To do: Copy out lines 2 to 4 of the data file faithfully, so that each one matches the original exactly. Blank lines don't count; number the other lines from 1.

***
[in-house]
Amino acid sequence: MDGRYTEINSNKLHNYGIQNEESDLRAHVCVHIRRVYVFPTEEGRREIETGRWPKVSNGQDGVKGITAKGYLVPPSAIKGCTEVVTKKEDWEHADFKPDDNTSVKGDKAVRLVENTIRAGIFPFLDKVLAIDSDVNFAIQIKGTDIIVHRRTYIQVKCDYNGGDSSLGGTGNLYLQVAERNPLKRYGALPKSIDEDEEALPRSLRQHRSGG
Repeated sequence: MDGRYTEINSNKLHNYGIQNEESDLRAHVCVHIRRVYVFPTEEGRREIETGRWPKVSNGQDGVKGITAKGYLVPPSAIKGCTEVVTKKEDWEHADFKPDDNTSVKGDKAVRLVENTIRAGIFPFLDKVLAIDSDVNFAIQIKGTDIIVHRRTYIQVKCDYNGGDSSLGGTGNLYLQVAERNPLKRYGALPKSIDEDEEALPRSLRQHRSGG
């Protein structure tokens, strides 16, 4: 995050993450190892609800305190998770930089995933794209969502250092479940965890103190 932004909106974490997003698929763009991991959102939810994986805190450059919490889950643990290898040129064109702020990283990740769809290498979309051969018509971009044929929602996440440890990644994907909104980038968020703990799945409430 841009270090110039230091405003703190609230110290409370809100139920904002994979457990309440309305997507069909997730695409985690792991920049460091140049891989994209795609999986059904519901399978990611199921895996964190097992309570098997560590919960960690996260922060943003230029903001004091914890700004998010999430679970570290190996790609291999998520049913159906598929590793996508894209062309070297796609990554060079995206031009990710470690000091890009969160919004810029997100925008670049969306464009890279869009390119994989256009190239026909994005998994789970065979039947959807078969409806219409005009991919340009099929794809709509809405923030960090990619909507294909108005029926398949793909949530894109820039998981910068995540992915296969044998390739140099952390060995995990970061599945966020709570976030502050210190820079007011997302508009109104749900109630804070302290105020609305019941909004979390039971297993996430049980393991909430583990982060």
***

Amino acid sequence: MDGRYTEINSNKLHNYGIQNEESDLRAHVCVHIRRVYVFPTEEGRREIETGRWPKVSNGQDGVKGITAKGYLVPPSAIKGCTEVVTKKEDWEHADFKPDDNTSVKGDKAVRLVENTIRAGIFPFLDKVLAIDSDVNFAIQIKGTDIIVHRRTYIQVKCDYNGGDSSLGGTGNLYLQVAERNPLKRYGALPKSIDEDEEALPRSLRQHRSGG
Repeated sequence: MDGRYTEINSNKLHNYGIQNEESDLRAHVCVHIRRVYVFPTEEGRREIETGRWPKVSNGQDGVKGITAKGYLVPPSAIKGCTEVVTKKEDWEHADFKPDDNTSVKGDKAVRLVENTIRAGIFPFLDKVLAIDSDVNFAIQIKGTDIIVHRRTYIQVKCDYNGGDSSLGGTGNLYLQVAERNPLKRYGALPKSIDEDEEALPRSLRQHRSGG
């Protein structure tokens, strides 16, 4: 995050993450190892609800305190998770930089995933794209969502250092479940965890103190 932004909106974490997003698929763009991991959102939810994986805190450059919490889950643990290898040129064109702020990283990740769809290498979309051969018509971009044929929602996440440890990644994907909104980038968020703990799945409430 841009270090110039230091405003703190609230110290409370809100139920904002994979457990309440309305997507069909997730695409985690792991920049460091140049891989994209795609999986059904519901399978990611199921895996964190097992309570098997560590919960960690996260922060943003230029903001004091914890700004998010999430679970570290190996790609291999998520049913159906598929590793996508894209062309070297796609990554060079995206031009990710470690000091890009969160919004810029997100925008670049969306464009890279869009390119994989256009190239026909994005998994789970065979039947959807078969409806219409005009991919340009099929794809709509809405923030960090990619909507294909108005029926398949793909949530894109820039998981910068995540992915296969044998390739140099952390060995995990970061599945966020709570976030502050210190820079007011997302508009109104749900109630804070302290105020609305019941909004979390039971297993996430049980393991909430583990982060």